The NALIP Media Summit just keeps layering on the star power. Raquel Welch, Eva Longoria, Dascha Polanco, Eugenio Derbez: who will they think of next? But we’re not talking about red carpets, fancy dresses, and generic press junket-type of star power. No, we’re talking about the most influential Latino movers and shakers of the 21st-century media landscape coming together in L.A. last weekend to figure out how we can continue to empower our stories.
It’s an essential conversation for 2015, especially now that Hollywood and the major networks have begun aggressively courting the coveted “Latino demographic.” Indeed, since the 2010 census Latinos have become a sort of holy grail for media execs desperate to maintain their market share into the foreseeable future. But don’t be mistaken: our representation on the big and small screens is not a question of moral imperative, but rather a function of our spending power. That’s just how mainstream American media works.
So, while we can certainly expect to see a growing number symbolic bones thrown to the Latino audience over the coming years, it’s still going to take a lot of work to ensure that the complexity of our experience is represented; and that Latino writers, actors, and producers are the ones doing the representing.
The latest panel brought together by the National Association of Latino Independent Producers (NALIP) took a lot of these issues head-on, and it just happened to feature the voices of modern Latino trailblazers like Danny Trejo, Wilmer Valderrama, and writer-producer Carlos Coto, all three of whom are the driving forces behind El Rey Network’s flagship series From Dusk Till Dawn.
Naturally, much of the conversation revolved around El Rey exec Robert Rodriguez, and rightfully so. By unceremoniously showcasing the talents of Latino writers, directors, and actors, Rodriguez’s El Rey has proven to be on the cutting edge of the cultural transformations taking place across the U.S., and it’s own way will undoubtedly be a model for the future of American television. Meantime, there’s a lot of frank conversations to be had. So here’s a handful of tasty quotes to get that hamster wheel in your brain a spinnin’.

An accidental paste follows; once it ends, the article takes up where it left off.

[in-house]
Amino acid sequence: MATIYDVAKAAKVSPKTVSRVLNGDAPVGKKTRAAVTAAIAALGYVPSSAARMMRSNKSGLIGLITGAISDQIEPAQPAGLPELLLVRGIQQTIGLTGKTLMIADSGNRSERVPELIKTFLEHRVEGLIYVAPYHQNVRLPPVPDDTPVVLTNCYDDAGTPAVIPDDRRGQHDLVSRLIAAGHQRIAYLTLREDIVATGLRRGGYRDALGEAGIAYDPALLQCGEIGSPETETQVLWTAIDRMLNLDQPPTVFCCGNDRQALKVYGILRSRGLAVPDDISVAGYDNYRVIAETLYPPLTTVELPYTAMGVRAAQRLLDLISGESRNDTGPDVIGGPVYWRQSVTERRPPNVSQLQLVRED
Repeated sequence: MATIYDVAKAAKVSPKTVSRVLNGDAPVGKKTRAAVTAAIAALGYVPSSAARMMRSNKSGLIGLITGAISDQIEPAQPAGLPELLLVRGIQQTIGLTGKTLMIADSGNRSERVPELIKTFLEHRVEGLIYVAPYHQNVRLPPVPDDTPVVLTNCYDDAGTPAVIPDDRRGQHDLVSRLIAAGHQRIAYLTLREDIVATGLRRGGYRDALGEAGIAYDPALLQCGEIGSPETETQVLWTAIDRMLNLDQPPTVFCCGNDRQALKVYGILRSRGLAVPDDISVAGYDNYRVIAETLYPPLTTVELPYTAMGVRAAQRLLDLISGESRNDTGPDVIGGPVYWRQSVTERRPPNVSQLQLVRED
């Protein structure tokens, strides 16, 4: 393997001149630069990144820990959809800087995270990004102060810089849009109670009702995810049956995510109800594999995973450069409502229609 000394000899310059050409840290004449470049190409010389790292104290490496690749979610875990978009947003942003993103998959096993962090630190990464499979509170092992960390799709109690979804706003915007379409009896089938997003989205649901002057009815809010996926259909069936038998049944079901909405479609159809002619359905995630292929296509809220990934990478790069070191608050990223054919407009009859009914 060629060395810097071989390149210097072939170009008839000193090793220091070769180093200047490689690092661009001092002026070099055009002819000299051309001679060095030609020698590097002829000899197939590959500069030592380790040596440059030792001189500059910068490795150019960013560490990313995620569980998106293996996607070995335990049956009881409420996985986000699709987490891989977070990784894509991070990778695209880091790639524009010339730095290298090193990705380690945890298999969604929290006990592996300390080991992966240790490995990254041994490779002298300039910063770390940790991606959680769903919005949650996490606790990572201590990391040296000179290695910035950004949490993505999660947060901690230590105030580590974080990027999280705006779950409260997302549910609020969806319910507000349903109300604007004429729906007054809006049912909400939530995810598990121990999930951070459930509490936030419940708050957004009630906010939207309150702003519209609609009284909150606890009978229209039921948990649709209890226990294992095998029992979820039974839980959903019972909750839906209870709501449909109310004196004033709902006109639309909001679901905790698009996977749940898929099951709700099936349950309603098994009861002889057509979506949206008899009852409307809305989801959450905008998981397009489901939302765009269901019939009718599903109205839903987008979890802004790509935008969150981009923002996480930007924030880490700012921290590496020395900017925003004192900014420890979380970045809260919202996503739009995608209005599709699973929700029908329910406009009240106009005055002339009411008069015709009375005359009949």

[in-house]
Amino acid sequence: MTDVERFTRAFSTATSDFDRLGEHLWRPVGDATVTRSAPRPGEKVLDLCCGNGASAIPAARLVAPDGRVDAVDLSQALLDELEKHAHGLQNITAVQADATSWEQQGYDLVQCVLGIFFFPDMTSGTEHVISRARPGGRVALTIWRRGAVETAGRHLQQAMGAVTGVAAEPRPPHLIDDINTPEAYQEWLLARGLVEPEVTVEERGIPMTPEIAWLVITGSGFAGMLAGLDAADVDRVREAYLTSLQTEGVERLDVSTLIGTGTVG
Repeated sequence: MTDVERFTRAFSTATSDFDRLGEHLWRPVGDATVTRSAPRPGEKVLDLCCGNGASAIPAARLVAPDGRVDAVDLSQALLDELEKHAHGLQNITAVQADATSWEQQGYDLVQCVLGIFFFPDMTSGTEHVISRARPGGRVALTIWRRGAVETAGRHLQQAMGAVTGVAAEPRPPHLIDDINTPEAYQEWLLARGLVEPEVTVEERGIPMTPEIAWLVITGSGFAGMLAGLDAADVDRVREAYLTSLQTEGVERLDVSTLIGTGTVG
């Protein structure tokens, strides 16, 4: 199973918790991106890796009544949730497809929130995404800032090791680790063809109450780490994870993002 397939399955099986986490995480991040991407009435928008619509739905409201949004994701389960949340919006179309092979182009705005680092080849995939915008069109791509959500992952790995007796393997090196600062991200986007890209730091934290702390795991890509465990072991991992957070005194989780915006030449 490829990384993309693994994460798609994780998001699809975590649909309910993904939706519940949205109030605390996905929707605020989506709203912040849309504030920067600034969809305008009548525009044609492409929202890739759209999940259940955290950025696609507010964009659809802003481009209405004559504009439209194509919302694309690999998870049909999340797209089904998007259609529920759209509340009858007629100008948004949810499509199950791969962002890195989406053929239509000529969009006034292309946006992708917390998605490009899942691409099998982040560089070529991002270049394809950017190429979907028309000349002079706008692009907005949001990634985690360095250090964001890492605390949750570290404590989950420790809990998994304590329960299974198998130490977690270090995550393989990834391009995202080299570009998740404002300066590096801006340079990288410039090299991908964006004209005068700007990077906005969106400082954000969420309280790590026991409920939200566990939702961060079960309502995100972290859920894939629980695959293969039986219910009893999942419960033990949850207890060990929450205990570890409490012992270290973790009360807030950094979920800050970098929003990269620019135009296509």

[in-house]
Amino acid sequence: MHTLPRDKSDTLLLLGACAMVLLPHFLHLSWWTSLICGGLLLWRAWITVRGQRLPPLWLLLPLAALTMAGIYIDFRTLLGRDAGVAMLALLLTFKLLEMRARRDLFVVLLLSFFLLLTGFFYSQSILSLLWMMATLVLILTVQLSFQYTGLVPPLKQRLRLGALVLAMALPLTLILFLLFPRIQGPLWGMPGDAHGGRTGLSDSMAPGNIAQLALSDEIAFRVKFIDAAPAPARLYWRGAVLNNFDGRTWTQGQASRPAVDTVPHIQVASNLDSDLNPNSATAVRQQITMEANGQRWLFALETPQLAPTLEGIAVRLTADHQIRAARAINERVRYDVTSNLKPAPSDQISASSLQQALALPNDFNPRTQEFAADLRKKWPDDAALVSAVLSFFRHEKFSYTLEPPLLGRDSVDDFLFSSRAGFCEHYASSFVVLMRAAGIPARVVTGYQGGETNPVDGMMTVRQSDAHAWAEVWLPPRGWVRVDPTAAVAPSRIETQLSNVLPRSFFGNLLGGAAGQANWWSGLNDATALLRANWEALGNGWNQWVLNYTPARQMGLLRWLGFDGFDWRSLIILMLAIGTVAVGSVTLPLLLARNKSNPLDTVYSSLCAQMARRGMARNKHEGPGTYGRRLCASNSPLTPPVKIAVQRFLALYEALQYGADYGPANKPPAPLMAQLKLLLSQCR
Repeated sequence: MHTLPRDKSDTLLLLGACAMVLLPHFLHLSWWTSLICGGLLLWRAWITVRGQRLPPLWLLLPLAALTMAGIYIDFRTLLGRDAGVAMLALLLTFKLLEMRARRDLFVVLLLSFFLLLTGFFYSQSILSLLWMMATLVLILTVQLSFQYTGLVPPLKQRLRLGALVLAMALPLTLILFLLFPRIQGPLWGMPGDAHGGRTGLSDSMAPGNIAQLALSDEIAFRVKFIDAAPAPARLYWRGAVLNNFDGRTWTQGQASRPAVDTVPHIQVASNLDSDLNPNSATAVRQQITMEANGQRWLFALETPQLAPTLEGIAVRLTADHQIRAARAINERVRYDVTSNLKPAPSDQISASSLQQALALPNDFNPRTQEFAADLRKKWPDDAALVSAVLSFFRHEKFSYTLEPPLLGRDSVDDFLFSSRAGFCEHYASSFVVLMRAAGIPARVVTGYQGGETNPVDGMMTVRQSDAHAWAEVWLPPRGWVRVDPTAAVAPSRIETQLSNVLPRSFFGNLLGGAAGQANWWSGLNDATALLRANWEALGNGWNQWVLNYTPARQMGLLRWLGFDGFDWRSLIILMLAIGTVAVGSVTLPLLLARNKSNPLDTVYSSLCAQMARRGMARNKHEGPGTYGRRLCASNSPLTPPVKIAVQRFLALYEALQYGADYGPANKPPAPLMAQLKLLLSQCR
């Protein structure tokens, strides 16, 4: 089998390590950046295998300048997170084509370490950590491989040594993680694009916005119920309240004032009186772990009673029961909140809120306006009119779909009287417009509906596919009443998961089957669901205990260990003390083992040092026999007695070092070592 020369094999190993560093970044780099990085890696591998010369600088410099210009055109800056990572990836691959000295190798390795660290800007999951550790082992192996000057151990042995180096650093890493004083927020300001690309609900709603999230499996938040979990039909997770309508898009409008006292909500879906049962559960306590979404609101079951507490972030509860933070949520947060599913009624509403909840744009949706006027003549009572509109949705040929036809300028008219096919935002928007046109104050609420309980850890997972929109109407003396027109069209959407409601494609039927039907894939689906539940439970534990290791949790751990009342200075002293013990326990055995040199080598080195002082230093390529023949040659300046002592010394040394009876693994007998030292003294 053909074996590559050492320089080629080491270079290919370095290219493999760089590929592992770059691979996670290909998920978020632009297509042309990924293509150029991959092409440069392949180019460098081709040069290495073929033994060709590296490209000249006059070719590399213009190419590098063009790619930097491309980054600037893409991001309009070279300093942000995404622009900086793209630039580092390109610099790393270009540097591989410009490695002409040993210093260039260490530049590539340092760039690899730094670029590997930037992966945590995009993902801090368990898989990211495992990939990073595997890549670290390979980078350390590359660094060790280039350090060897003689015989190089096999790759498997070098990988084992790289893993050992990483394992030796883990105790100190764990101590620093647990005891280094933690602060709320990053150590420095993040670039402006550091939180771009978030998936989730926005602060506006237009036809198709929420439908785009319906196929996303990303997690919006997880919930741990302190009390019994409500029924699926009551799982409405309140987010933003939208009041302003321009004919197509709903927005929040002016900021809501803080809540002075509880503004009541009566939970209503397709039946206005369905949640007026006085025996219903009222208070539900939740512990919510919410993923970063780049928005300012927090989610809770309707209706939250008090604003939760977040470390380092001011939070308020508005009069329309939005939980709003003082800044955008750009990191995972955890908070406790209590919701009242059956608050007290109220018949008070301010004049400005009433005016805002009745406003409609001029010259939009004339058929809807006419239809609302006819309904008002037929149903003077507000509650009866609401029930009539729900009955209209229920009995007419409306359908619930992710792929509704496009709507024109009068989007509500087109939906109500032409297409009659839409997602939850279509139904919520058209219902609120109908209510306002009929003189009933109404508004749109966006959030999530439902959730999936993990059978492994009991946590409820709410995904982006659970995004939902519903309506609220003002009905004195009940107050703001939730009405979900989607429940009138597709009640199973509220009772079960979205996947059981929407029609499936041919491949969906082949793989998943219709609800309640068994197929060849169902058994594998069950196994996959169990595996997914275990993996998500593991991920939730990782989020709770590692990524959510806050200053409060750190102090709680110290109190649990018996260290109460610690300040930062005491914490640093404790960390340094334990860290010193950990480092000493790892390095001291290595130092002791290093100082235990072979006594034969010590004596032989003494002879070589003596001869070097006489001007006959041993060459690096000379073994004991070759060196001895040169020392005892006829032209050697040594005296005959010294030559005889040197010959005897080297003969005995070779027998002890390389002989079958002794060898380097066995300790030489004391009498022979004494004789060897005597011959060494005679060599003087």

Danny Trejo on Reaching General Audiences and Staying at the Four Seasons Hotel
Robert’s at the forefront of any movement that Latinos are making in film. He’s unbelievable. He just keeps turning out movies that everybody likes. I have yet to see him make a Latino film. He does films for everybody with everybody in them. He just has a Latino cast… So when he told me, “Hey come and do something.” I’m like, “Hey, I’m in! Where do I show up?” I’m a little mad he didn’t keep me at the Four Seasons though…
Wilmer Valderrama on Driving the Story
We’ve been waiting for this moment for a long time. To see strong Latin characters in the same scene together driving a story. We’ve seen Latino characters in a scene before, but we’ve never seen them actually be part of the weight of an entire arc. And to see all those Latinos in the same scene together, to me, I think is revolutionary.
Wilmer Valderrama on Speaking with vs. Speaking at Latino Audiences
I think that Robert and Carlos and the entire writing staff have done a fantastic job of honoring the culture, but in a way that is so mainstream, in a way that is so effortless. You’re going to see a lot of networks this year, you’re going to see a lot of shows that are going to try to fill a quota, because right now we are a priority. The Latino audience is a priority to get, but nobody is really speaking with us. They’re speaking at us. And that’s the mistake that most networks make when they make content and they go, “Why are Latinos not watching? We have a Latino in the scene!” And that’s not really what it’s about.
Carlos Coto on Ripping Off the Mayans and the Aztecs
Mesoamerican mythology is a deep part of the show from last season, and it’s something that we use. I always tell people: The most liberating thing about doing the show is that we don’t have to use Tolkein and the Bible. They don’t make me rip off the stuff that they always rip off. I just came to Rob and said, “We’re gonna do all this Mayan and Aztec stuff, we’re going to twist it and make it our own.” And he’s like, “Great, let’s do it! That’s what I’ve always wanted to do.”
Danny Trejo on the People Who Got Us Where We are Today
It’s changed so much. I can remember in 1995, when we did Desperado, people don’t know it but the studios didn’t really want Salma. They were saying, “Her accent is way too thick.” And one of the sexiest things in the movie was her accent. I think Robert almost refused to do [the film]. So he got Salma. And then they were saying that Antonio couldn’t even speak English, that he could barely speak English, and again he fought. And it’s guys like [Robert Rodriguez] who got us here today.
The National Association of Latino Independent Producers (NALIP) advances the development of Latino content creators through its programs like the 2015 NALIP Media Summit focusing on narrative, documentary, TV, and digital formats.